Students and scientific writing – part I

Writing reports, articles, conference abstracts or research applications is not an easy task and needs advice and quite some practice. Many students have, unfortunately, had very little time to practice writing during their undergraduate studies, and when they are finally faced with writing their BSc or MSc thesis, or their PhD thesis they get into problems.
During the past months I have read and corrected many student reports, BSc, MSc theses and manuscript drafts, and all of these had the same recurrent issues. So here is a blog about writing for students.

Problem #1
Many students are not aware of the fact that it actually takes time to write a report or manuscript, to make all necessary illustrations and tables, and to correct the draft once the supervisor has read it and made comments.
Advice: give yourself time to write and to make your figures; give your supervisor time to read and correct your text; write one chapter and give it to your supervisor to read, so that you can get feedback and can make the next chapter better.

Problem #2
Many students are not aware of the fact that copying someone’s text and pasting it into their work is strictly forbidden. Have they never been told, or did they not listen to what the teachers told them? Written words are a property, and one cannot just steal a text because it is ‘so nicely and elegantly formulated’. Those who wrote the original text have spent hours and days to get it so nice and elegant! Internet access to journal publications, easy copy/paste from all kinds of documents and other sources clearly invites to do the copy/paste thing! But whenever a student presents an elegant formulation and a perfectly written English or Swedish text, he/she can be sure that it is only too clear that the text is stolen and a copy/paste thing!

Problem #3
Building up a story in a logical way seems to be another real obstacle for many students. I find it difficult to explain how to make a story logical, and my best recipe is to imagine that one tells the story to a friend who does not know anything about the background, the methods, and how to interpret the results. This means one has to carefully guide this friend through the whole thing, from one step to the next so that he/she really can follow and hopefully understand.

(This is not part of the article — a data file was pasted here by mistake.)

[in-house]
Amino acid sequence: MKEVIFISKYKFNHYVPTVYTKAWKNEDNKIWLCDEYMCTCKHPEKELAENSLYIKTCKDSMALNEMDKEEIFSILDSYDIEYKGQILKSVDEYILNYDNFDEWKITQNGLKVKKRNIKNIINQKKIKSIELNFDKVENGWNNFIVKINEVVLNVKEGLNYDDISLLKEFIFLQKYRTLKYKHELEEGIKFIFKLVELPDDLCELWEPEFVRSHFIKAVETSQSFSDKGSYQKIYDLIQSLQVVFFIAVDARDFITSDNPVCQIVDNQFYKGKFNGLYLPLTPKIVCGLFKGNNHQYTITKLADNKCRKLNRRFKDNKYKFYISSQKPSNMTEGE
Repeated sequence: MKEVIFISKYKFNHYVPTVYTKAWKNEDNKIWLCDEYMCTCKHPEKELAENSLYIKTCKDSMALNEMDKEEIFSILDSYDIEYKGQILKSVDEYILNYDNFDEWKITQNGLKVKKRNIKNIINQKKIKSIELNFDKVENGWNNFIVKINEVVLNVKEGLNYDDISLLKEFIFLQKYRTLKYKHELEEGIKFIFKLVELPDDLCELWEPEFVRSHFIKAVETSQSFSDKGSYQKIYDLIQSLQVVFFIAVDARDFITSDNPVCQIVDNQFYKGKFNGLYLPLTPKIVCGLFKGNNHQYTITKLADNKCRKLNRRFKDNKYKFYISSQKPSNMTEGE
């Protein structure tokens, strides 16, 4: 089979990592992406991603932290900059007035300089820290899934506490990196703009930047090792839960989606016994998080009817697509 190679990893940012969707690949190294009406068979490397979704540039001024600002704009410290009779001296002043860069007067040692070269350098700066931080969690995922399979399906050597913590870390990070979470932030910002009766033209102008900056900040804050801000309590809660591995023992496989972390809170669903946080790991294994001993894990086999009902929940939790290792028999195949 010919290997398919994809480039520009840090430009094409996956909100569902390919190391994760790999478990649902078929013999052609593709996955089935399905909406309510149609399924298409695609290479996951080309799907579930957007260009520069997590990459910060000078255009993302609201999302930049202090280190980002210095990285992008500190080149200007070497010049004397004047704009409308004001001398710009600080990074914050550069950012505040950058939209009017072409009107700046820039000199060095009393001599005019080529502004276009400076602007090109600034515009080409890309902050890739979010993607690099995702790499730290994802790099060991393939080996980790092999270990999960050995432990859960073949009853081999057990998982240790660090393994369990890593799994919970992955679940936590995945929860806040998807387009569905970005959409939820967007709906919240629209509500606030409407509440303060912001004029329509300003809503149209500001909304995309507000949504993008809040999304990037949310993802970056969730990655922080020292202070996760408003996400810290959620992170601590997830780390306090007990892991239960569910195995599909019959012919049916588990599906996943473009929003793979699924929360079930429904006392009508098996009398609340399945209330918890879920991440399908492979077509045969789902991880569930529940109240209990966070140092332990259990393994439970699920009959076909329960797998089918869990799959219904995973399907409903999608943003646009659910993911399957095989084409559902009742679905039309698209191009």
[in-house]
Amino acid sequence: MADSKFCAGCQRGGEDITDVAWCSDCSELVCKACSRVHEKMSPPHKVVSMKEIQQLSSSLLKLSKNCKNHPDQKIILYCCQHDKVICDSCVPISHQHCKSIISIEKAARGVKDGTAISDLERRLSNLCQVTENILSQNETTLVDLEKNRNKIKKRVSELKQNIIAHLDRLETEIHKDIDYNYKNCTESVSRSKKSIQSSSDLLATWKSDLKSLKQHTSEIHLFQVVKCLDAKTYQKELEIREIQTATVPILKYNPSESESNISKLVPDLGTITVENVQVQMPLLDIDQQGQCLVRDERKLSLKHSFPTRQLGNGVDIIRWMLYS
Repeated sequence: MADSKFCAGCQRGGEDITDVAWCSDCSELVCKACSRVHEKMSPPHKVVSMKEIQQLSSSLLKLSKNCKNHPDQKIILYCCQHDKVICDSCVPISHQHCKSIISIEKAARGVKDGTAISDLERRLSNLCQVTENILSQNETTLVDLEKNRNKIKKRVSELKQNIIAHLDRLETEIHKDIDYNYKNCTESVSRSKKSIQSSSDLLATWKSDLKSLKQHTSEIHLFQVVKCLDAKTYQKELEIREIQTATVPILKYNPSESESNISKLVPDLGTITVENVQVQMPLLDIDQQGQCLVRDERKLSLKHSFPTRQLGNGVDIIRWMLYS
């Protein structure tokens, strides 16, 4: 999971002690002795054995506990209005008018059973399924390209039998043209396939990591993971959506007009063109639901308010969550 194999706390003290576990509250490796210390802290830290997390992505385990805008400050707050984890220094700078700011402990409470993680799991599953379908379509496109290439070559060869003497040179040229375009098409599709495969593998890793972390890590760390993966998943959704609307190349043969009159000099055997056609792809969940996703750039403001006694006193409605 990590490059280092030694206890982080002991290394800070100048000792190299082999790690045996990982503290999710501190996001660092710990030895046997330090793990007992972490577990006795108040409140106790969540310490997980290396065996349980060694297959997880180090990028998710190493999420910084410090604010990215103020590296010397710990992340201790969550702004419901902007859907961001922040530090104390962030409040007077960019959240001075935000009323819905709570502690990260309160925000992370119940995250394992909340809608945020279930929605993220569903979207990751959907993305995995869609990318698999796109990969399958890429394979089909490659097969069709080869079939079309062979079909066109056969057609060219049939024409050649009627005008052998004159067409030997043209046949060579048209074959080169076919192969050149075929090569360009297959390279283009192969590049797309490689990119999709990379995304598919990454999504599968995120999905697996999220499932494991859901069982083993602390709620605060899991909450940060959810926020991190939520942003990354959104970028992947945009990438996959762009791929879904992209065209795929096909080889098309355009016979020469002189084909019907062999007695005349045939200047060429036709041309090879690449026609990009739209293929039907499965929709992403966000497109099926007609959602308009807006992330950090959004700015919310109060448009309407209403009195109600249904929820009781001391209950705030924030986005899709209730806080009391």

Let’s take an introduction chapter as an example. What should the introduction contain? It should introduce a reader to the problem, i.e to your work. It should provide enough background information to allow the reader to understand and evaluate the results of your study without having to consult previous publications on the topic. In the introduction you state the hypothesis that was addressed or the rationale for the present study. The context of your work, the focus/questions of your work and how you have answered these questions. I often find it helpful to focus on some of the following questions: Why? What? Where? When? How? Who? Which?
What is the issue/problem and why? – Describe and explain the problem, context. How can it be addressed/solved/approached? – Describe how your study helps understanding the problem better, which methods have you used and what are your hypotheses? Try to guide the reader from one step to the next, don’t jump from one thing to the next, don’t repeat things, and do not exaggerate.

Advice: So much advice is already available in respect to scientific writing on numerous good webpages – take a look at these and read through them! It does help!

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